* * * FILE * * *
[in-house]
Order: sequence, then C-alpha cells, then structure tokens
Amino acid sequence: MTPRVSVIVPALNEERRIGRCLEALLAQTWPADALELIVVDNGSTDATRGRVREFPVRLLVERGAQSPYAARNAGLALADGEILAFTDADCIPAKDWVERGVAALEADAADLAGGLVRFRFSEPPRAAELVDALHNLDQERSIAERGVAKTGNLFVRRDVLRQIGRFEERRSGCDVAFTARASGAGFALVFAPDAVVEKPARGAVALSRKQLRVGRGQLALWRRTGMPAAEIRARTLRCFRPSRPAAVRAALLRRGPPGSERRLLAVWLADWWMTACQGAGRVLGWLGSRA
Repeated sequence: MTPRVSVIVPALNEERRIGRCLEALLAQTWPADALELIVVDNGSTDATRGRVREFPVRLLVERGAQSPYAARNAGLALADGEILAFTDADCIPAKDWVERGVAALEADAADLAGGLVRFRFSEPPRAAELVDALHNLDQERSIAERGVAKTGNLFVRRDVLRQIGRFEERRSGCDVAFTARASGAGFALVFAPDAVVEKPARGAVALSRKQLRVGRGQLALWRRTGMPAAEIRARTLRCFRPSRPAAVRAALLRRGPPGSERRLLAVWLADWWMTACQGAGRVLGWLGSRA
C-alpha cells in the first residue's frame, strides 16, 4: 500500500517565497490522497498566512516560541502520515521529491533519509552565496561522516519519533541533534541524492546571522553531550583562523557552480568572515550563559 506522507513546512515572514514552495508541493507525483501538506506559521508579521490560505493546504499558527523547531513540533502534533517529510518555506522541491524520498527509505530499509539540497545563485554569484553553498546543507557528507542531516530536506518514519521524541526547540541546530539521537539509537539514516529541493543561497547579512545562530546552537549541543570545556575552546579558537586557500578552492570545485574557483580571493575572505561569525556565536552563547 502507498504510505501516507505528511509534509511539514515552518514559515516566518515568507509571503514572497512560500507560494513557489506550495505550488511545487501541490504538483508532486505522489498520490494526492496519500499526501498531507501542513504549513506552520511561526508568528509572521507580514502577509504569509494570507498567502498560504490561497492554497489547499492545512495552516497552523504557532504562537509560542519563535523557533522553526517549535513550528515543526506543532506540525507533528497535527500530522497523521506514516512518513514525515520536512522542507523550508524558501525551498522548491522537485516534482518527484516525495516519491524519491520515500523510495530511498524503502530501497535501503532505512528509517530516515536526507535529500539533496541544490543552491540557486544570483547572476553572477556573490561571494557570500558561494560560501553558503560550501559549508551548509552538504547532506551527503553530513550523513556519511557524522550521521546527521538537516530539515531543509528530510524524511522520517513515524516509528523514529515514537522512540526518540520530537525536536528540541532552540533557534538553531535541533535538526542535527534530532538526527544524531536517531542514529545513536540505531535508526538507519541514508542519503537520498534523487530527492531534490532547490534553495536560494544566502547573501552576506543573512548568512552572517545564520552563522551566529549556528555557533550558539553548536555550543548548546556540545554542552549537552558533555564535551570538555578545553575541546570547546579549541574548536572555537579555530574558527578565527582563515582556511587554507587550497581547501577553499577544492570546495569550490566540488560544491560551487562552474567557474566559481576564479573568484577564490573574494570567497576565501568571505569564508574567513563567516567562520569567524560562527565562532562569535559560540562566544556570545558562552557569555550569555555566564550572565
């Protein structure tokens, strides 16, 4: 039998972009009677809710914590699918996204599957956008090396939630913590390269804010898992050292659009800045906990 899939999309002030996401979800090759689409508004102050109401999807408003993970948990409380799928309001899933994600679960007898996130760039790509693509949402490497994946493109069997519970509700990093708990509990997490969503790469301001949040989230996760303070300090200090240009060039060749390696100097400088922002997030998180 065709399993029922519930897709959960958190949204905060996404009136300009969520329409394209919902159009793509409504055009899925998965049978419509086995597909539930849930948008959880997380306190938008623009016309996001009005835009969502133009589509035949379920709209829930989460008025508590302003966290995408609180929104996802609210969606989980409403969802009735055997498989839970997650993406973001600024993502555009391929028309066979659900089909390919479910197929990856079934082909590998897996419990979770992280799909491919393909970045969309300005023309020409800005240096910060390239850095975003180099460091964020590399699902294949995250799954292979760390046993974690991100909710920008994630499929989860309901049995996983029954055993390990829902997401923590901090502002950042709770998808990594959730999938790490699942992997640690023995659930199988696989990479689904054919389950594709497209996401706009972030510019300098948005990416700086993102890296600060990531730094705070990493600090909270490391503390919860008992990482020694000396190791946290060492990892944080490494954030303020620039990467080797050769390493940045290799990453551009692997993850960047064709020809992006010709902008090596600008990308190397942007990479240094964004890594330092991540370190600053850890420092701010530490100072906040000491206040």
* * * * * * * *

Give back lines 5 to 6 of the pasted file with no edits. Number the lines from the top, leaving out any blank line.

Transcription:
C-alpha cells in the first residue's frame, strides 16, 4: 500500500517565497490522497498566512516560541502520515521529491533519509552565496561522516519519533541533534541524492546571522553531550583562523557552480568572515550563559 506522507513546512515572514514552495508541493507525483501538506506559521508579521490560505493546504499558527523547531513540533502534533517529510518555506522541491524520498527509505530499509539540497545563485554569484553553498546543507557528507542531516530536506518514519521524541526547540541546530539521537539509537539514516529541493543561497547579512545562530546552537549541543570545556575552546579558537586557500578552492570545485574557483580571493575572505561569525556565536552563547 502507498504510505501516507505528511509534509511539514515552518514559515516566518515568507509571503514572497512560500507560494513557489506550495505550488511545487501541490504538483508532486505522489498520490494526492496519500499526501498531507501542513504549513506552520511561526508568528509572521507580514502577509504569509494570507498567502498560504490561497492554497489547499492545512495552516497552523504557532504562537509560542519563535523557533522553526517549535513550528515543526506543532506540525507533528497535527500530522497523521506514516512518513514525515520536512522542507523550508524558501525551498522548491522537485516534482518527484516525495516519491524519491520515500523510495530511498524503502530501497535501503532505512528509517530516515536526507535529500539533496541544490543552491540557486544570483547572476553572477556573490561571494557570500558561494560560501553558503560550501559549508551548509552538504547532506551527503553530513550523513556519511557524522550521521546527521538537516530539515531543509528530510524524511522520517513515524516509528523514529515514537522512540526518540520530537525536536528540541532552540533557534538553531535541533535538526542535527534530532538526527544524531536517531542514529545513536540505531535508526538507519541514508542519503537520498534523487530527492531534490532547490534553495536560494544566502547573501552576506543573512548568512552572517545564520552563522551566529549556528555557533550558539553548536555550543548548546556540545554542552549537552558533555564535551570538555578545553575541546570547546579549541574548536572555537579555530574558527578565527582563515582556511587554507587550497581547501577553499577544492570546495569550490566540488560544491560551487562552474567557474566559481576564479573568484577564490573574494570567497576565501568571505569564508574567513563567516567562520569567524560562527565562532562569535559560540562566544556570545558562552557569555550569555555566564550572565
């Protein structure tokens, strides 16, 4: 039998972009009677809710914590699918996204599957956008090396939630913590390269804010898992050292659009800045906990 899939999309002030996401979800090759689409508004102050109401999807408003993970948990409380799928309001899933994600679960007898996130760039790509693509949402490497994946493109069997519970509700990093708990509990997490969503790469301001949040989230996760303070300090200090240009060039060749390696100097400088922002997030998180 065709399993029922519930897709959960958190949204905060996404009136300009969520329409394209919902159009793509409504055009899925998965049978419509086995597909539930849930948008959880997380306190938008623009016309996001009005835009969502133009589509035949379920709209829930989460008025508590302003966290995408609180929104996802609210969606989980409403969802009735055997498989839970997650993406973001600024993502555009391929028309066979659900089909390919479910197929990856079934082909590998897996419990979770992280799909491919393909970045969309300005023309020409800005240096910060390239850095975003180099460091964020590399699902294949995250799954292979760390046993974690991100909710920008994630499929989860309901049995996983029954055993390990829902997401923590901090502002950042709770998808990594959730999938790490699942992997640690023995659930199988696989990479689904054919389950594709497209996401706009972030510019300098948005990416700086993102890296600060990531730094705070990493600090909270490391503390919860008992990482020694000396190791946290060492990892944080490494954030303020620039990467080797050769390493940045290799990453551009692997993850960047064709020809992006010709902008090596600008990308190397942007990479240094964004890594330092991540370190600053850890420092701010530490100072906040000491206040």